Yet that wasn’t enough. The military intervened repeatedly to keep Turkish democracy on what it thought was the right course in times of instability, staging forceful coups in 1960 and 1980 and effectively dismissing prime ministers from office in 1971 and 1997.
It banned numerous political parties, especially ones with strong Islamic ties. But at first, the main targets tended to be the left, particularly groups sympathetic to Turkey’s embattled Kurdish minority. In its self-appointed task as the “guardian of democracy,” the military committed numerous atrocities.
The worst period was in the aftermath of the 1980 coup, when hundreds of thousands of citizens, mostly young people with left-wing sympathies, were arrested and tortured. Each time, democracy was eventually restored, but with considerable restraints imposed by the army.
But it’s the 1997 coup that perhaps most typified Kemalist fears. Instead of being triggered by generalized instability, it targeted the power of the Islamic parties. These parties were riding a wave of renewed popularity — in large part because the military’s earlier actions had repressed more secular opposition groups and nearly shattered the left. The army’s thuggish excesses had ended up creating the very thing Kemalists most feared: a widely popular Islamic opposition.
It was this atmosphere that created the massive success of Erdoğan, a former mayor of Istanbul. His four-month prison sentence for reading an aggressively Islamist poem in 1997 only served to give him extra credibility to a public fed up with the military’s controls.
Erdoğan’s Justice and Development Party (more commonly known by its Turkish acronym, AKP) won a sweeping electoral victory against a divided opposition in 2002. Combined with a sudden economic boom in the early 2000s, this gave Erdoğan the mandate he needed to fight off Kemalist resistance.
The military, put off balance by the AKP’s success and as enthusiastic about Turkey’s sudden economic might as anyone else, failed to act. For his part, Erdoğan seemed to prefer pragmatism to Islamism, reassuring the public that he represented an accepting, compromising form of Islamic politics.
Turkey’s “deep state”: a political underworld
But to understand the atmosphere of fear and distrust swirling in Turkey, you need to take into account not just the military, but what Turks call the “deep state.” Buckle up, because things are about to get really weird.
You know your friend on Facebook who posts about how 9/11 was a CIA plot, Sandy Hook a false flag operation, and that Obama secretly conspired with Pakistan to kill Osama bin Laden? Imagine that everything he said was, if not true, at least plausible, and you have some idea of what the deep background of Turkish politics looks like. Attempting to map out the relationships between the powerful ends up looking like one of those crazy boards full of string where the Illuminati control the Boy Scouts.
The term to know here is “deep state,” or devin devlet, a term coined in the 1970s to describe the shadowy anti-democratic cabals that allegedly linked the military, organized crime, terrorists, foreign and domestic intelligence agencies, the government, and the judiciary in Turkey.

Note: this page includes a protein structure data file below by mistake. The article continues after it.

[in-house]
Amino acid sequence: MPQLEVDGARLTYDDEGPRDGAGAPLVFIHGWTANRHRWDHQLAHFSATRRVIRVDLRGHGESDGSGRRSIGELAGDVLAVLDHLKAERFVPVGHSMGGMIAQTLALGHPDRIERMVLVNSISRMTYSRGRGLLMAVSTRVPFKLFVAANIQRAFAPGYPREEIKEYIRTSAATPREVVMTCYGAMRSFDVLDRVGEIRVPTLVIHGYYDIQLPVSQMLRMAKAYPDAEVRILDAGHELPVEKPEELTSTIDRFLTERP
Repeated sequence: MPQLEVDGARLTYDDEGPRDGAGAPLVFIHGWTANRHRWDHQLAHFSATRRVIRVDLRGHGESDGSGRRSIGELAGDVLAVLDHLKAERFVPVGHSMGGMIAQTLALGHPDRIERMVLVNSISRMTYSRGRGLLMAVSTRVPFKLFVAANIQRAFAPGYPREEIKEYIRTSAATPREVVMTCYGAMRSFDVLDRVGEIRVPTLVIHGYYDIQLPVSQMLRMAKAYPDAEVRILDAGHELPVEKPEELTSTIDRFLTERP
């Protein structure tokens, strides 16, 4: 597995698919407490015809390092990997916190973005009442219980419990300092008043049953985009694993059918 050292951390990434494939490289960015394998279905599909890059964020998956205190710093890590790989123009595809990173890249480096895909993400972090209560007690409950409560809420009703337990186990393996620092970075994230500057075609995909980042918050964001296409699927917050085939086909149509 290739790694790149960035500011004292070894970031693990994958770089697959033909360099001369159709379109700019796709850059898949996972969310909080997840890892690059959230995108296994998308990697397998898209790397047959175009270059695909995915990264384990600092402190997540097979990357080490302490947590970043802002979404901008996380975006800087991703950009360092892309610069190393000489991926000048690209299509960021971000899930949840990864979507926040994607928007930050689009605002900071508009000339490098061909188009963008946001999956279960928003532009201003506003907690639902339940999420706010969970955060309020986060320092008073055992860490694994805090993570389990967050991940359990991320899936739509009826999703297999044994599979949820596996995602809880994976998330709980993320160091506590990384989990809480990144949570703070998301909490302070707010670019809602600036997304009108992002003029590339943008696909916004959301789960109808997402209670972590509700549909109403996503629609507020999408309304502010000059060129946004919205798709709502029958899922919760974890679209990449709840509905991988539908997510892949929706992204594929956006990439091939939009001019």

A loose outline goes like this: From the 1950s onward, backed by CIA funds under the anti-communist “Operation Gladio” — a Europe-wide program to create stay-behind forces in the event of Soviet invasion — elements within the Turkish military suborned numerous other groups to pursue their agenda.
This included ties to organized crime and heroin smuggling, especially from the 1970s onward, and the use of ultranationalist terrorist groups such as the Grey Wolves, a fanatic pan-Turkic movement, to create instability and murder the military’s enemies.
There’s no doubt that many of these conspiracies are, or were, real, and that elements in the Turkish military have always been willing to use dirty tricks, murder, terrorism, and repression to achieve their goals. The basement of Turkish politics is deep, dark, and full of spiders.
But the idea that all the various plots are part of one deeper, continuous conspiracy is only half-true. The problem is that the “deep state” has always reflected the worst fears of those making accusations about it. To Islamists, its fundamental purpose is to crush religion; for liberals, it’s anti-democratic; for Kurds, it’s fanatically nationalist and anti-Kurdish; for nationalists, it’s secretly in league with the US; for anti-Semites, it’s an Israeli-backed scheme.
A labyrinth of conspiracies, some overlapping with each other, and many undertaken primarily to line the pockets of their backers, seems far more likely than a single, centrally directed grand conspiracy. But agencies inside the military, such as the “Special Warfare Department” and “Gendarmerie Counter-Terrorism Unit,” were undoubtedly the minotaur at the heart of the labyrinth, crunching on the bones of thousands of sacrificial victims.
By the 2000s, the Turkish public was fed up with being lied to, eager for change, and a massive producer and consumer of new media. Major scandals in the late 1990s exposed the dirty links between the security forces, the government, and organized crime and fueled a desire to see the “deep state” exposed.
The increased openness, and the AKP’s anti-Kemalist sentiments, brought some of the atrocities of the past to light. The perpetrators of past coups were put on trial. Constitutional reforms weakened the role of the military, especially its courts. The reputation of the army plummeted in Transparency International’s surveys, from the most trusted national institution in 2004 to being perceived as just as corrupt as politicians by 2011.
Yet the idea of the deep state also acted as a vehicle for a new wave of political persecutions, and as a shield for the corrupt to defend themselves against accusations. That’s been particularly the case for Erdoğan, an enthusiastic campaigner for the “annihilation” of the deep state.